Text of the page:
AlphaZero AI Learns Chess in Four Hours to Beat World’s Best Chess Program

Chess Set

AlphaZero, a game playing Artificial Intelligence created by Google’s DeepMind, has beaten Stockfish 8, that was until now the world’s best chess-playing computer program.

Here is the abstract from the none-peer-reviewed scientific research paper published on Cornell University Library’s arXiv.

The game of chess is the most widely-studied domain in the history of artificial intelligence. The strongest programs are based on a combination of sophisticated search techniques, domain-specific adaptations, and handcrafted evaluation functions that have been refined by human experts over several decades. In contrast, the AlphaGo Zero program recently achieved superhuman performance in the game of Go, by tabula rasa reinforcement learning from games of self-play. In this paper, we generalise this approach into a single AlphaZero algorithm that can achieve, tabula rasa, superhuman performance in many challenging domains. Starting from random play, and given no domain knowledge except the game rules, AlphaZero achieved within 24 hours a superhuman level of play in the games of chess and shogi (Japanese chess) as well as Go, and convincingly defeated a world-champion program in each case.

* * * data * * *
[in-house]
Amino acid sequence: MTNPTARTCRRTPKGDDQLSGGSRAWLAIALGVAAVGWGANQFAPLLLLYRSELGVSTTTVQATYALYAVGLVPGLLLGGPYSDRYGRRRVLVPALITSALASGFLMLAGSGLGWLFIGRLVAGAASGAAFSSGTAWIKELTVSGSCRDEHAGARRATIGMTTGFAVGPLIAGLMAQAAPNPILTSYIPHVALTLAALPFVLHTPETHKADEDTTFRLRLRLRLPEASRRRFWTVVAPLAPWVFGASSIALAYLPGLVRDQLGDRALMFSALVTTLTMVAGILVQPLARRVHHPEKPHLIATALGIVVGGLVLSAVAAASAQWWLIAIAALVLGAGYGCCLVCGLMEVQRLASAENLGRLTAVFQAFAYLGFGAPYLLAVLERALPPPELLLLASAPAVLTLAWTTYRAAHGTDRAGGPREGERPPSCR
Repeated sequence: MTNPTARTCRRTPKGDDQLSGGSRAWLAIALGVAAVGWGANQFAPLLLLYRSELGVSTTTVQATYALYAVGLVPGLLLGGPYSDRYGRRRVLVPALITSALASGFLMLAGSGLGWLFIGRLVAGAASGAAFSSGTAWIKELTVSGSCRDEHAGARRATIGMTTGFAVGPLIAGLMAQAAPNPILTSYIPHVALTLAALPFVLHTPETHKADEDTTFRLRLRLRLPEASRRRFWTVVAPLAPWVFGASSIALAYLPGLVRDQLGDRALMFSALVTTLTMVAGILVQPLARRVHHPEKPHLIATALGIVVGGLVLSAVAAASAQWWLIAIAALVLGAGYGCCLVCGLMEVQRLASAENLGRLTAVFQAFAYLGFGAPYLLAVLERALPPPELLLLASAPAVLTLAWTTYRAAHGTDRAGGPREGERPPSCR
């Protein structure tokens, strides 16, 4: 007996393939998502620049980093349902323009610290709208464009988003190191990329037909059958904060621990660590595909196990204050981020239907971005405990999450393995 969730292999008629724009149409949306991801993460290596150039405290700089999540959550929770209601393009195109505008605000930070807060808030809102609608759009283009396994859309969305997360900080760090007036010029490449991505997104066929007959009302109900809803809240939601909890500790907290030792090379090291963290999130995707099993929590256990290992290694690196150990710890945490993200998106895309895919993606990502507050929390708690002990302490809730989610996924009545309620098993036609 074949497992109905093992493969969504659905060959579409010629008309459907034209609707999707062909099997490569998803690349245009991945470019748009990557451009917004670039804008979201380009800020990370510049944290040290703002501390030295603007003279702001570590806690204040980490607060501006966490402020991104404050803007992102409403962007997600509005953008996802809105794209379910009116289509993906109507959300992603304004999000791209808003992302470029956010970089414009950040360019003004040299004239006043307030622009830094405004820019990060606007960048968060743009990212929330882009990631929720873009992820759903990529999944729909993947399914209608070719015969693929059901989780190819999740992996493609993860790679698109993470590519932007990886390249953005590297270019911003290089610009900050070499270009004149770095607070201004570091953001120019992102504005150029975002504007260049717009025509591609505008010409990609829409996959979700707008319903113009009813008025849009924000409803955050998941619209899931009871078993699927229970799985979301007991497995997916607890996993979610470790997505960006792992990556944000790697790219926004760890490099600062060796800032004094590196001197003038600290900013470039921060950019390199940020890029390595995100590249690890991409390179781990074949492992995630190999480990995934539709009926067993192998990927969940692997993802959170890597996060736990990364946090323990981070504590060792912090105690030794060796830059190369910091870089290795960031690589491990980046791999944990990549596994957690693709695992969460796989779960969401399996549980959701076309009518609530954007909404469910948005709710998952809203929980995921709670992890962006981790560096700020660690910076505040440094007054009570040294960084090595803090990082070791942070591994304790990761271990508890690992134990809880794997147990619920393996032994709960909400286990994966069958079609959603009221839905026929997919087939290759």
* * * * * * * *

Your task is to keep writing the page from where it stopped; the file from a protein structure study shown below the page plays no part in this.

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 Image Source: Alan Light  CC BY-SA 3.0

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